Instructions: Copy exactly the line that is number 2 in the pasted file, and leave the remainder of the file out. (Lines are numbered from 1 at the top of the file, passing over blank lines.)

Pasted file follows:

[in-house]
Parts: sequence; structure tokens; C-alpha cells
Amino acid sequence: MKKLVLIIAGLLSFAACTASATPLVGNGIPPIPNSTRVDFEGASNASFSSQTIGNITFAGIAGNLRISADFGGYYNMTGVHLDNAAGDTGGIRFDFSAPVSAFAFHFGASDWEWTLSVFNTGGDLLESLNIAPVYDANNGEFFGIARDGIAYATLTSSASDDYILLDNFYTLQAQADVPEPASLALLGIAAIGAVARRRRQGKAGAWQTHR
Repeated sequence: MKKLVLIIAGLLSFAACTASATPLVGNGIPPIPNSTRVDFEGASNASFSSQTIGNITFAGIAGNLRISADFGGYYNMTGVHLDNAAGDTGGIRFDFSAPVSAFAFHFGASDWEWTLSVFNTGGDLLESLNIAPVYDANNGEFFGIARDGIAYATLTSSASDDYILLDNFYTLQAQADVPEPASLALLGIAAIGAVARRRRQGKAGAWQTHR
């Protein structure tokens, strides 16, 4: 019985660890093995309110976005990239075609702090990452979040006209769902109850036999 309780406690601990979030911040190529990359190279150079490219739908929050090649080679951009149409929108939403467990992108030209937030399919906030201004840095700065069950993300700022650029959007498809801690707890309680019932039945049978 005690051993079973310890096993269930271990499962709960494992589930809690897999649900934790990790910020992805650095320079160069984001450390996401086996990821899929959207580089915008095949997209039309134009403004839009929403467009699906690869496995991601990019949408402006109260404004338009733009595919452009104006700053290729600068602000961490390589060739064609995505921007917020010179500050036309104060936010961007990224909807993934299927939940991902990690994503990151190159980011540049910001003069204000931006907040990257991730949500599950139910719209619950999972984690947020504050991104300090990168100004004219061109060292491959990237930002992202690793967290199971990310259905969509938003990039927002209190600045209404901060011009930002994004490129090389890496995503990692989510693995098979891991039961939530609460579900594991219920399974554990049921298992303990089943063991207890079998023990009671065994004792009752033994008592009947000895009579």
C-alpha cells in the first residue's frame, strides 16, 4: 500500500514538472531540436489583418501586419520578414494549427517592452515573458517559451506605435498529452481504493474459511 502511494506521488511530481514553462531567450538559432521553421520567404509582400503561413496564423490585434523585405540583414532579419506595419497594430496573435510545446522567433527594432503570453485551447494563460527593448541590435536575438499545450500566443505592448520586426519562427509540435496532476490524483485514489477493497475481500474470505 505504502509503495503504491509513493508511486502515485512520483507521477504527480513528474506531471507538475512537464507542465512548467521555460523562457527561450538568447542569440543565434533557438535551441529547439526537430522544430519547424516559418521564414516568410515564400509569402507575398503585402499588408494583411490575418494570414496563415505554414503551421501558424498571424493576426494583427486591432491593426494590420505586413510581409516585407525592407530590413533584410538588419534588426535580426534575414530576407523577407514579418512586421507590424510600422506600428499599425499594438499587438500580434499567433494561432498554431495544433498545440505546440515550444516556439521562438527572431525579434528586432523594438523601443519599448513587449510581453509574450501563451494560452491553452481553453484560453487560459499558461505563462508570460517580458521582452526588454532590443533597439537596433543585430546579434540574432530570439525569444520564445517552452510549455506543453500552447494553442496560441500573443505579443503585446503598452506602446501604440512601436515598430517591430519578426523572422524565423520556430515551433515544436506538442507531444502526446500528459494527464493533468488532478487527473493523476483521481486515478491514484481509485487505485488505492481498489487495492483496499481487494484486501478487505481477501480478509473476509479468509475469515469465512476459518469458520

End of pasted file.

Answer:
Parts: sequence; structure tokens; C-alpha cells